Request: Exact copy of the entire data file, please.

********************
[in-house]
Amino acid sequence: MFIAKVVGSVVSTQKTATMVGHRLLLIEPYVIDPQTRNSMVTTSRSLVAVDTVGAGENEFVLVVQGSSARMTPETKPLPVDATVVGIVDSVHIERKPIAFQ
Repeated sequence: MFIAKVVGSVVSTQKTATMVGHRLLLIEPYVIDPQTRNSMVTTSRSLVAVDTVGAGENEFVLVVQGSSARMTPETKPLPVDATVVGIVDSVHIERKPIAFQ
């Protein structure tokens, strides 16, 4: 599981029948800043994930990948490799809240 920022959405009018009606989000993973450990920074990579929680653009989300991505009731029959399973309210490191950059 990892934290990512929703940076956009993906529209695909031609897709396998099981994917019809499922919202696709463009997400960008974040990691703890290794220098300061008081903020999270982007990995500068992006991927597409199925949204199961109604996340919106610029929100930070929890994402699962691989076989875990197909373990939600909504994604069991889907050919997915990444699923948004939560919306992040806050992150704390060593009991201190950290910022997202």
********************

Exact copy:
[in-house]
Amino acid sequence: MFIAKVVGSVVSTQKTATMVGHRLLLIEPYVIDPQTRNSMVTTSRSLVAVDTVGAGENEFVLVVQGSSARMTPETKPLPVDATVVGIVDSVHIERKPIAFQ
Repeated sequence: MFIAKVVGSVVSTQKTATMVGHRLLLIEPYVIDPQTRNSMVTTSRSLVAVDTVGAGENEFVLVVQGSSARMTPETKPLPVDATVVGIVDSVHIERKPIAFQ
């Protein structure tokens, strides 16, 4: 599981029948800043994930990948490799809240 920022959405009018009606989000993973450990920074990579929680653009989300991505009731029959399973309210490191950059 990892934290990512929703940076956009993906529209695909031609897709396998099981994917019809499922919202696709463009997400960008974040990691703890290794220098300061008081903020999270982007990995500068992006991927597409199925949204199961109604996340919106610029929100930070929890994402699962691989076989875990197909373990939600909504994604069991889907050919997915990444699923948004939560919306992040806050992150704390060593009991201190950290910022997202």